The Stolar case notwithstanding, the recent "humanitarian" gestures by Moscow in releasing a few Soviet citizens with relations in the United States is a welcome development. If it helps clear the way for serious negotiations on practical measures that will reduce the danger of superpower conflict, one can only be cheered. Even so, it is tragic that the USSR continues to use its citizens as pawns, knowing full well that the American commitment to the ideal of "liberty and justice for all" can be manipulated for Moscow's own raisons d'etat.
Promoting Emigration Freedom: Obstacles and Options
The Outnumbered Russian Majority
Apart from the vicissitudes of superpower diplomacy, there are formidable obstacles to the liberalization of existing Soviet emigration policy. Demographics reinforced by history make the Kremlin leadership extremely wary of the potential for rebellion by restive minorities residing within the far-flung territories of the Soviet multinational empire. The Politburo has always been dominated by ethnic Russians, who, until recently, comprised an absolute majority of the Soviet population. The non-Russian minorities--especially those inhabiting Soviet Central Asia--have been growing at a much faster rate than the Russian population. This apparently irreversible trend, which would be unsettling to any dominant ex-majority, is especially ominous to an ever-paranoid elite that has long sought to suppress manifestations of "bourgeois nationalism" (i.e., cultural separatism) among the 100 or so distinct ethnic and linguistic groups that form the tapestry of Soviet society.
In addition, lingering memories of War Communism--a reference to the civil war that raged for several years after the 1917 October Revolution--are still alive. That struggle pitted the Russian "Reds" against various "White" armies organized in the Ukraine, Transcaucasus, and East of the Urals. Moreover, Stalin's annexation of the Baltic states after World War II created several new oppressed nationality groups with separatist yearnings and ready-made lobbies in the West.
As a consequence, the Soviets probably fear that allowing disgruntled elements from these national minorities to emigrate would risk creating foreign support groups for internal subversive movements. Certainly a paranoid and image-conscious Kremlin leadership would recoil at the thought that it might, by its own actions, help bring into existence a congeries of rabidly nationalistic emigre communities in the United States lobbying against any rapprochement with the Soviet "social imperialists" and supplying covert aid to their compatriots fighting for the return of their respective homelands. Policymakers in Washington must be conscious of these Soviet fears and make efforts to reassure the Kremlin both publicly and privately that the U.S. government--while carefully respecting the constitutional rights of all citizens and groups to organize, demonstrate, advertise, and so on--will not aid and abet anti-Soviet activities on U.S. soil. These assurances should be as concrete as possible, and they should be reciprocal.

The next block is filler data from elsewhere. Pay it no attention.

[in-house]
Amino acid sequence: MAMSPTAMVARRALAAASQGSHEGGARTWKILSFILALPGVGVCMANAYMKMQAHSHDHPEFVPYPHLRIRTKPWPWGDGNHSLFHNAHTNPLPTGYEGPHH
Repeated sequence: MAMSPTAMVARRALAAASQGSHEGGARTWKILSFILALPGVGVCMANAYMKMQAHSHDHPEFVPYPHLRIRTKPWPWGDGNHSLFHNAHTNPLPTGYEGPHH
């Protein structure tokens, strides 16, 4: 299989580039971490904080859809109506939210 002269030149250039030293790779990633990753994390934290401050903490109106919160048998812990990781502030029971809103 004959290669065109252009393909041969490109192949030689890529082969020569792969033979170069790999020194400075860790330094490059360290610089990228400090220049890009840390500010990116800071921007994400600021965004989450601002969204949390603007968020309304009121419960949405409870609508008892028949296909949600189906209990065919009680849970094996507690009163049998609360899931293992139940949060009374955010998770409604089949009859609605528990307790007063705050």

Policy from Nixon to Reagan
Kremlin watchers have long debated the best way to gain leverage with the Soviet leadership. Attempting crude Dulles-style intimidation is not an option under the present military-strategic stalemate and was not notably successful even in the heyday of U.S. nuclear superiority. As noted earlier, the quiet diplomacy of the Nixon-Kissinger years--in combination with demarches on arms control and trade under the rubric of detente-- was unmistakably associated with a relaxation of Soviet emigration restrictions. Between 1971 and 1974, approximately 100,000 Jews were allowed to leave the Soviet Union. Conversely, the attempt to use economic coercion, epitomized in the 1974 Jackson-Vanik amendment linking U.S.-USSR trade relations to Soviet Jewish emigration policy, corresponded with a sharp reversal of this trend. In 1975, Jewish emigration dropped to a mere 13,000, the lowest level since 1971--Moscow's way of telling Washington that the legislative purview of Congress did not extend to the Kremlin.
It is noteworthy that Kissinger does not attribute the Soviet softening on emigration matters during Nixon's first term to the efficacy of "linkage," whereby the United States sought to tie progress in functional areas of superpower relations (e.g., strategic-arms reduction, trade, and technology trans fers) to parallel progress in geographic areas (e.g., Vietnam, Berlin, and the Middle East). In his words, "We did not be- lieve--as was later alleged--that trade by itself could moderate Soviet conduct [but instead] that Soviet restraint would be more solidly based if reinforced by positive inducements, including East-West trade."